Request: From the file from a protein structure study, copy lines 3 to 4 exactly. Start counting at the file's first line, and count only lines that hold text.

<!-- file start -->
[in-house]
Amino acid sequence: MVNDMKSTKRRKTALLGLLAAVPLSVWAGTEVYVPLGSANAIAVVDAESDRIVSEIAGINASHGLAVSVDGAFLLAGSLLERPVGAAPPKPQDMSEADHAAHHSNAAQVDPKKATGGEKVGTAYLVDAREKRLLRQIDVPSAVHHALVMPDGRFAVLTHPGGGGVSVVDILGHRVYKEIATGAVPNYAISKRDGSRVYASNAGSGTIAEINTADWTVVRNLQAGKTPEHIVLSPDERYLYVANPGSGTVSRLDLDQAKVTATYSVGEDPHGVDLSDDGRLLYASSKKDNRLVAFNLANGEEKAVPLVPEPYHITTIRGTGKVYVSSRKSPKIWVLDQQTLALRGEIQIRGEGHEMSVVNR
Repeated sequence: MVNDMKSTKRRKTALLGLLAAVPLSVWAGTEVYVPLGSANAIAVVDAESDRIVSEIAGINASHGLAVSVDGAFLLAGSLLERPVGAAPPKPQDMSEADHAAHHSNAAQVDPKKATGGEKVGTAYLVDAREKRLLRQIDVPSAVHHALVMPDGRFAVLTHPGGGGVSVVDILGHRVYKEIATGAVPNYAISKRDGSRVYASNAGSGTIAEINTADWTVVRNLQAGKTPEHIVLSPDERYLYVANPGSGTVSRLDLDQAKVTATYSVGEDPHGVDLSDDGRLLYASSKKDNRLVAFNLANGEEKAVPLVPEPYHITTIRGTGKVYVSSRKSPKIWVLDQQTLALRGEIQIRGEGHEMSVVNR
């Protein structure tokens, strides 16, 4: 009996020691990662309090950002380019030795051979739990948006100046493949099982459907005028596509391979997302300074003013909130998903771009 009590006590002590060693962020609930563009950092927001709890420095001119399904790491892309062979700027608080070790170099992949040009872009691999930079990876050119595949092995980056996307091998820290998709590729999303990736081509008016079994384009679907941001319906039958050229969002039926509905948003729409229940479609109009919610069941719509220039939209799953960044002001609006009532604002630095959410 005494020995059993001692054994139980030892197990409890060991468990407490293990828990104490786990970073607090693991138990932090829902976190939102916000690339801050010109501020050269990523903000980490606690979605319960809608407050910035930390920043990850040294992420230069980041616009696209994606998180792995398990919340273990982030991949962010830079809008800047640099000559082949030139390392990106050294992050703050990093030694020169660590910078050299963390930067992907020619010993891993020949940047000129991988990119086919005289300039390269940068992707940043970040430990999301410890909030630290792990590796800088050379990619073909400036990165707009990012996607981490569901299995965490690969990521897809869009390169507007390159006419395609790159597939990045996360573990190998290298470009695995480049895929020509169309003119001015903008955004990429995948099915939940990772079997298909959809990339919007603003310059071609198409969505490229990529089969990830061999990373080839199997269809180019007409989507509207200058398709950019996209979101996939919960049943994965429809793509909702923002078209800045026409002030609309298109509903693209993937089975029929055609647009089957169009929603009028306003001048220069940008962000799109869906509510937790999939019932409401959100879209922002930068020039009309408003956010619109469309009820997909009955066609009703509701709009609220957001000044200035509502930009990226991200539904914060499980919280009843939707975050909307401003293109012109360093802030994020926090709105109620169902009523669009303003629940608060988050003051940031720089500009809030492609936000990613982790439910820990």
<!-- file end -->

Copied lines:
Repeated sequence: MVNDMKSTKRRKTALLGLLAAVPLSVWAGTEVYVPLGSANAIAVVDAESDRIVSEIAGINASHGLAVSVDGAFLLAGSLLERPVGAAPPKPQDMSEADHAAHHSNAAQVDPKKATGGEKVGTAYLVDAREKRLLRQIDVPSAVHHALVMPDGRFAVLTHPGGGGVSVVDILGHRVYKEIATGAVPNYAISKRDGSRVYASNAGSGTIAEINTADWTVVRNLQAGKTPEHIVLSPDERYLYVANPGSGTVSRLDLDQAKVTATYSVGEDPHGVDLSDDGRLLYASSKKDNRLVAFNLANGEEKAVPLVPEPYHITTIRGTGKVYVSSRKSPKIWVLDQQTLALRGEIQIRGEGHEMSVVNR
């Protein structure tokens, strides 16, 4: 009996020691990662309090950002380019030795051979739990948006100046493949099982459907005028596509391979997302300074003013909130998903771009 009590006590002590060693962020609930563009950092927001709890420095001119399904790491892309062979700027608080070790170099992949040009872009691999930079990876050119595949092995980056996307091998820290998709590729999303990736081509008016079994384009679907941001319906039958050229969002039926509905948003729409229940479609109009919610069941719509220039939209799953960044002001609006009532604002630095959410 005494020995059993001692054994139980030892197990409890060991468990407490293990828990104490786990970073607090693991138990932090829902976190939102916000690339801050010109501020050269990523903000980490606690979605319960809608407050910035930390920043990850040294992420230069980041616009696209994606998180792995398990919340273990982030991949962010830079809008800047640099000559082949030139390392990106050294992050703050990093030694020169660590910078050299963390930067992907020619010993891993020949940047000129991988990119086919005289300039390269940068992707940043970040430990999301410890909030630290792990590796800088050379990619073909400036990165707009990012996607981490569901299995965490690969990521897809869009390169507007390159006419395609790159597939990045996360573990190998290298470009695995480049895929020509169309003119001015903008955004990429995948099915939940990772079997298909959809990339919007603003310059071609198409969505490229990529089969990830061999990373080839199997269809180019007409989507509207200058398709950019996209979101996939919960049943994965429809793509909702923002078209800045026409002030609309298109509903693209993937089975029929055609647009089957169009929603009028306003001048220069940008962000799109869906509510937790999939019932409401959100879209922002930068020039009309408003956010619109469309009820997909009955066609009703509701709009609220957001000044200035509502930009990226991200539904914060499980919280009843939707975050909307401003293109012109360093802030994020926090709105109620169902009523669009303003629940608060988050003051940031720089500009809030492609936000990613982790439910820990």